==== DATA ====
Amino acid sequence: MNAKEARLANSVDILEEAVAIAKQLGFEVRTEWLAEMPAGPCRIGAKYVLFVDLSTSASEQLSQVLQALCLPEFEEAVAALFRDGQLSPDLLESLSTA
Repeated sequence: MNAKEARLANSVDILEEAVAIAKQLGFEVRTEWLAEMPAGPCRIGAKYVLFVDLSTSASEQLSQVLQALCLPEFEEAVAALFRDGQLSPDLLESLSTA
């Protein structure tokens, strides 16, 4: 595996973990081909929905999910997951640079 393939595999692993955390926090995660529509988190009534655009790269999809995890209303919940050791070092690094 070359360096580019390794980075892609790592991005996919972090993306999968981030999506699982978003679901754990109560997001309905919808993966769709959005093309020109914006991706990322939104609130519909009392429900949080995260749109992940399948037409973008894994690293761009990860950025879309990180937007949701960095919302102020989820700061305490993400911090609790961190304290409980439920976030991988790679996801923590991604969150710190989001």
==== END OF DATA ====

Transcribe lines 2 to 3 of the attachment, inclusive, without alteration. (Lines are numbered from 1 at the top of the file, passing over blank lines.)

Repeated sequence: MNAKEARLANSVDILEEAVAIAKQLGFEVRTEWLAEMPAGPCRIGAKYVLFVDLSTSASEQLSQVLQALCLPEFEEAVAALFRDGQLSPDLLESLSTA
């Protein structure tokens, strides 16, 4: 595996973990081909929905999910997951640079 393939595999692993955390926090995660529509988190009534655009790269999809995890209303919940050791070092690094 070359360096580019390794980075892609790592991005996919972090993306999968981030999506699982978003679901754990109560997001309905919808993966769709959005093309020109914006991706990322939104609130519909009392429900949080995260749109992940399948037409973008894994690293761009990860950025879309990180937007949701960095919302102020989820700061305490993400911090609790961190304290409980439920976030991988790679996801923590991604969150710190989001």